Go Out for One Photograph

A few months ago, I went out to photograph one particular scene.  I had dinner nearby and got to location around an hour before sunset.  I set up my tripod and continued to photograph that one scene until the sky went dark completely.  The whole process took a few hours.

This is very different from my normal photographic outings.  With afford storage of digital photography, I usually just go out and let the environment inspires me.  Normal outing usually results in hundreds of exposures, most of them are of different subjects.  However, as I continue to photograph, I find that sometimes I just want to photograph one particular subject from one particular prospective.  Of course, light condition changes very rapidly during the golden hours.  So, I was really photographing the same scene in different lights.

Needless to say, this kind of outing is very different.  For one, I don’t have to walk around with all the equipments.  By aiming at producing one great photograph, I spend a lot more time in selecting that tripod location to get the best composition possible.  This might take a few trials.  I also get to observe how the different lighting conditions affect the subject.  Most of all, after everything is set up, I can really enjoy the scenery.


The Privilege of Creating Art

The host of Photo Focus, Scott Bourne, posted a blog titled “You Think You Got It Bad?” this week.  Scott was responding to people’s lack of appropriation for what they already have.  He encourages us to put things into prospective and see what magic we can do with what we have.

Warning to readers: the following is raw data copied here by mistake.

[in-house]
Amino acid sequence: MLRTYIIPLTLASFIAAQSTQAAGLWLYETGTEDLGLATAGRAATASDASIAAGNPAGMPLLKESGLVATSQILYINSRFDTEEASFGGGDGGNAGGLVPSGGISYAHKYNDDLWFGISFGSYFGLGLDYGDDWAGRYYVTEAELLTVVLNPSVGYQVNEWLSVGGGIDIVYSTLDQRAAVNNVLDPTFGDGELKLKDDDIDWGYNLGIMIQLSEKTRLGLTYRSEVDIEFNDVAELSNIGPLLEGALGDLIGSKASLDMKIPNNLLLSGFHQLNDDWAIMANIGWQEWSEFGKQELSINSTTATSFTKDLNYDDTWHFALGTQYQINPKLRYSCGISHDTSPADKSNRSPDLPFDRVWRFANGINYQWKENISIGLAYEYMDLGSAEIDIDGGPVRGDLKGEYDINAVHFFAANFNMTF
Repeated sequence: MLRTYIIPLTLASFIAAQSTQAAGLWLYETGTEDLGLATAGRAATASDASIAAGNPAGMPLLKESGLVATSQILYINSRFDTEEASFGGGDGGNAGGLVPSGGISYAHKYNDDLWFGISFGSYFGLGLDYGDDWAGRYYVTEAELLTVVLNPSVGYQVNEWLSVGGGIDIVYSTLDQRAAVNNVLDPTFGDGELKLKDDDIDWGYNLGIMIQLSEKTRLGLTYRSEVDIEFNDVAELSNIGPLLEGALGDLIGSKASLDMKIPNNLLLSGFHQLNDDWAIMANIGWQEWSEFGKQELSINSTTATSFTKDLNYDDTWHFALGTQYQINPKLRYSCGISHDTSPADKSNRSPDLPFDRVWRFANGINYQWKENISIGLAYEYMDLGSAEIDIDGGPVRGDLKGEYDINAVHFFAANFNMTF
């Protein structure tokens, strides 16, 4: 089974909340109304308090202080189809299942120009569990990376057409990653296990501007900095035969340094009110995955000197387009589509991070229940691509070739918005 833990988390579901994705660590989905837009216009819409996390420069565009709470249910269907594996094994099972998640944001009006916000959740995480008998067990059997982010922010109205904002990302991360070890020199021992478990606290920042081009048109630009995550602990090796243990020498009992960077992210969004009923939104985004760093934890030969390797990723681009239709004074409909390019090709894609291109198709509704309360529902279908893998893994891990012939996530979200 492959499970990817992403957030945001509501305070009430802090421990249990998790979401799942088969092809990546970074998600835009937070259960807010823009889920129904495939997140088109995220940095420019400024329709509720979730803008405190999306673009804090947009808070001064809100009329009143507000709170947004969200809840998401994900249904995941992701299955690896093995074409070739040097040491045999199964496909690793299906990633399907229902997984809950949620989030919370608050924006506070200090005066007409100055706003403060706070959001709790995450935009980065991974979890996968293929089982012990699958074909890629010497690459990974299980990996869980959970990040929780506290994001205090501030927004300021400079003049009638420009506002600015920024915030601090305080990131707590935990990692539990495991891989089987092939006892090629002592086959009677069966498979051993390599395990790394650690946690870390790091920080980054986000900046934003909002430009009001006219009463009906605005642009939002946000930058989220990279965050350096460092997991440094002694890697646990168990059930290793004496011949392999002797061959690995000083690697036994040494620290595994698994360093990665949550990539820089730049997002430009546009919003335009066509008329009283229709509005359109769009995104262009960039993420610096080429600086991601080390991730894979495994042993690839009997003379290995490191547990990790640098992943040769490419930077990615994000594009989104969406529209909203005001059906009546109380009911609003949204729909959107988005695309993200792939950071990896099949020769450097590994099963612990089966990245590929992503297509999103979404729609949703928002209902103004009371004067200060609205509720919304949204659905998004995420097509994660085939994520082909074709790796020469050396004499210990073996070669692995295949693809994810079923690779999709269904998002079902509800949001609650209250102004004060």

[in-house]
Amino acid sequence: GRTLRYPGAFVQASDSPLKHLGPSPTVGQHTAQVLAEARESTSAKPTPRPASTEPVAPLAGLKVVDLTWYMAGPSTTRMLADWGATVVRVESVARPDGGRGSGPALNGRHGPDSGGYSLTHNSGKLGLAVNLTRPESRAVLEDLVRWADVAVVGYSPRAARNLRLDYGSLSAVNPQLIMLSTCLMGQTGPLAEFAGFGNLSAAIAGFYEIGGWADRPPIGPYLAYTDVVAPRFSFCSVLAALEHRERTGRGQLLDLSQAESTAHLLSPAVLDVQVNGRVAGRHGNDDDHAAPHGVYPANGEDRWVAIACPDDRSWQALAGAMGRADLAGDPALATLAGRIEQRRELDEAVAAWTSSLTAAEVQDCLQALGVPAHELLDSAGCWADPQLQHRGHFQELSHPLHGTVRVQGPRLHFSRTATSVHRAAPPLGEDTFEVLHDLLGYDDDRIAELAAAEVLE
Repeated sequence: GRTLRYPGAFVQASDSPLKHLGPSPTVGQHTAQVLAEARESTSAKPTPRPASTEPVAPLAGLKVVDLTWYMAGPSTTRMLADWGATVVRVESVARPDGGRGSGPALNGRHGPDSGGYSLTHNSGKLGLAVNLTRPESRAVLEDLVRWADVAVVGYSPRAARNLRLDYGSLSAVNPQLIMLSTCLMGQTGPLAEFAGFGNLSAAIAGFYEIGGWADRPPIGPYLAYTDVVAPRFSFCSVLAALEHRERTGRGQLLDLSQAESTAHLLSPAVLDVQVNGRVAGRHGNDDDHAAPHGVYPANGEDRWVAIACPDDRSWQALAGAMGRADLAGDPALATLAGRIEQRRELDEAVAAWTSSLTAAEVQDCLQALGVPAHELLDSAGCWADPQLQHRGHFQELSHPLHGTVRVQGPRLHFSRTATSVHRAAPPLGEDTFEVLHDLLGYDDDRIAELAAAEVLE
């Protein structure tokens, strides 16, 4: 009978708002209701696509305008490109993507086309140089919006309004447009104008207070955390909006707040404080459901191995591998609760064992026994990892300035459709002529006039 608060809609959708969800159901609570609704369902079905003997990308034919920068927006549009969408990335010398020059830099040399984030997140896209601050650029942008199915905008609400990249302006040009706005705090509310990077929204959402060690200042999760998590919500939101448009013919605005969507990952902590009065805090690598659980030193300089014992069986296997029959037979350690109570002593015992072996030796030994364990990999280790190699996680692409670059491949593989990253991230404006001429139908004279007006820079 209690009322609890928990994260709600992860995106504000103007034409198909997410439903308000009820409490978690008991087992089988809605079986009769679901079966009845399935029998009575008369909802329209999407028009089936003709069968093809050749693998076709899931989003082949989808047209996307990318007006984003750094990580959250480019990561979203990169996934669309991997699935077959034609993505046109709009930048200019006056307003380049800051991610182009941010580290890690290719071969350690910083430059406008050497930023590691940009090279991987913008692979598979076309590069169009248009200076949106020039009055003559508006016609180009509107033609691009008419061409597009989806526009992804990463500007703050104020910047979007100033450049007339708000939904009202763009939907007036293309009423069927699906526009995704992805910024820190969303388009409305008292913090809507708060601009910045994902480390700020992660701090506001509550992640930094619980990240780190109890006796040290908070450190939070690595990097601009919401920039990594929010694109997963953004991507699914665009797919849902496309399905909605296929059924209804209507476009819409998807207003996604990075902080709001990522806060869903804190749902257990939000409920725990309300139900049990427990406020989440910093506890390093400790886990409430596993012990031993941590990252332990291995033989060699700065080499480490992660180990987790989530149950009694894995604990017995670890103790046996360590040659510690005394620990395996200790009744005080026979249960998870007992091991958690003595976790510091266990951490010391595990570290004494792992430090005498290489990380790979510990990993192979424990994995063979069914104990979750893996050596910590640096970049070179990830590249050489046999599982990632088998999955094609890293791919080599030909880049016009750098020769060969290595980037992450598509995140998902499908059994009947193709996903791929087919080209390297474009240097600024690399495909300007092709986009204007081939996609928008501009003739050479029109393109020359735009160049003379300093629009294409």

That blog post speaks to my heart.  The amount of things going wrong this world simply can’t be counted.  Even in the states, there are honest people who worked all their lives and now can’t afford to eat.  People who can’t afford health insurance have to give up treatment for their love ones.  Too many of our veterans are still living on the street.  These are happening without counting effects any major catastrophes. 

Of course, these are problems that we can’t solve.  However, putting all these together, one has to realize how lucky we are to be able to create art, to be able to create beauty.  All through history, there are people who gives up everything just to create art.  We all heard of stories about famous painters spend their lives painting without selling anything.  They didn’t give up because of what they didn’t have.  They didn’t give up for lack of recognition.  Perfecting their art is all they were after because creating art is a privilege.

That’s right, regardless of how good we are, we should know that creating art, in and of itself is, a privilege.


Getting Attached to My Gears

I never thought this could happen.  During my last trip to San Diego, I rented a lens from Lens Rental as usual.  This time, I rented a wide angle lens.  I had heard lots of good things about this particular lens and I was excited to be able to try it for the trip.  However, when I tried it on the field, I failed to get any good images out of it.